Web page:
The two Princes had been standing silently behind Ramoseand as Ahmose's attention became fixed on them they knelt onthe paving. Pressing their foreheads against the stone andsweeping the ever-present grit into a tiny pile before them, theysifted it over their heads in a gesture of repentance and submission.Ahmose watched them for a moment, one eyebrow raised."They have redeemed themselves, Ahmose," Ramose said in alow voice. "You spoke of the distress of divided loyalties. Theyhave made their choice. They are here, not in Het-Uart. I begyou ..." Ahmose held up a peremptory hand.

    "Do you realize," he said to their dusty skulls, "that thewoman standing beside me has shown more courage and performedmore deeds of desperate loyalty than either of you? Thatif you had managed to find one drop of such bravery in yourpale and watery blood my brother would still be alive? If youhad warned him, Kamose would still be alive!" he shouted,bending over them. "But no! You closed your mouths! Youmade no choice! You recoiled from the responsibility and slunkaway like a couple of hyenas! Amun's curse on you for the cowardsthat you are!" He straightened and for a moment his eyeswandered to the second boat, now moored, where the servantscrowded watching the scene avidly. "Well, get up," he orderedmore calmly. "That is, if your feeble spines will hold you. Tellme what I am supposed to do with you." Slowly they came totheir feet and bowed.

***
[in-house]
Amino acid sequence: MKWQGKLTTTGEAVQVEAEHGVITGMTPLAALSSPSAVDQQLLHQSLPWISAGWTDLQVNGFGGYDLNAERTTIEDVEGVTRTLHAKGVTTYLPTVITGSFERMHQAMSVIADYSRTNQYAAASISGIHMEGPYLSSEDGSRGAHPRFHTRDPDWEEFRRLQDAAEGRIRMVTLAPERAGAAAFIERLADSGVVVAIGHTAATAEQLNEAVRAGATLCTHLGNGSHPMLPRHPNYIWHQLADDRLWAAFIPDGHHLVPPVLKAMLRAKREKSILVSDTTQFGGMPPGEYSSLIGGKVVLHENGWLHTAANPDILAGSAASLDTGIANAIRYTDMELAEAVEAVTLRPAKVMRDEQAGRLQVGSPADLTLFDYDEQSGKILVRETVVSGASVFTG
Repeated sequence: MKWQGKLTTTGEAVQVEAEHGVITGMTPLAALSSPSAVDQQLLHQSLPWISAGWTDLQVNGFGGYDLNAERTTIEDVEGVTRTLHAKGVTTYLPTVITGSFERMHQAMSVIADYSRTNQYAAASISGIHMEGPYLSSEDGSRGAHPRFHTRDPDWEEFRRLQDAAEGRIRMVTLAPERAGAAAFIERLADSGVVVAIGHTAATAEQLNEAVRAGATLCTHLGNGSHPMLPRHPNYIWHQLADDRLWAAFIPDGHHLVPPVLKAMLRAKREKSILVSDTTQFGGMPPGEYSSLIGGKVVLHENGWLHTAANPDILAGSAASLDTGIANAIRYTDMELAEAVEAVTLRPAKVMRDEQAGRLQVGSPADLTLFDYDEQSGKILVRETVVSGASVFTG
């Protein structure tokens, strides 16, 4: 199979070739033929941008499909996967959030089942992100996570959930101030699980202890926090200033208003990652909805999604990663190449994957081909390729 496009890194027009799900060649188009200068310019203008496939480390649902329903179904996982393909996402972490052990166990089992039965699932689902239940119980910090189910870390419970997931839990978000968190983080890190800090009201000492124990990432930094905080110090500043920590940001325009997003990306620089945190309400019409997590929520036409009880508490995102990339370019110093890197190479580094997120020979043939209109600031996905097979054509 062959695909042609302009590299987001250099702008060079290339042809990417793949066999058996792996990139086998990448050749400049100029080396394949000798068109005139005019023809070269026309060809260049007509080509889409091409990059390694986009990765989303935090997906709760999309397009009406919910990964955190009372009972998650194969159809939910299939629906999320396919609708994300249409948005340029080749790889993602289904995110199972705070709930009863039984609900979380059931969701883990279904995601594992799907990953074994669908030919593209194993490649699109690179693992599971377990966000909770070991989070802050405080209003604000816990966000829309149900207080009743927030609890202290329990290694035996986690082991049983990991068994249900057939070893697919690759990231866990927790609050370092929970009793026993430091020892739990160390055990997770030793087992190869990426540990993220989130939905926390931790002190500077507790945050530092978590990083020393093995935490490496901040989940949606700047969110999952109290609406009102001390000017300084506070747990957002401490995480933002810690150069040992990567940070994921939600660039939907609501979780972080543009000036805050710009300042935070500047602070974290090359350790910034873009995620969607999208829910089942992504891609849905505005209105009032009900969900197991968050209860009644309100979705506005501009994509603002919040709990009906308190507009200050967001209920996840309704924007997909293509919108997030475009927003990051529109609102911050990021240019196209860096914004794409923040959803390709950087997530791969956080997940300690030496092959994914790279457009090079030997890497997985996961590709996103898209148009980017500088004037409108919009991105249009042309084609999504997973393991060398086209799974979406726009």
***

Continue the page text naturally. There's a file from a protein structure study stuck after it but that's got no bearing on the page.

"Majesty, you are correct in all you say." It was Mesehti whoanswered him. "We listened to Meketra and the others and didnot take our knowledge to the Osiris one. Yet we did make achoice. We chose to withdraw. We could not support our fellownobles although we owed them the fidelity of our common station,but neither could we betray them. If we erred, it was notthrough cowardice but from uncertainty."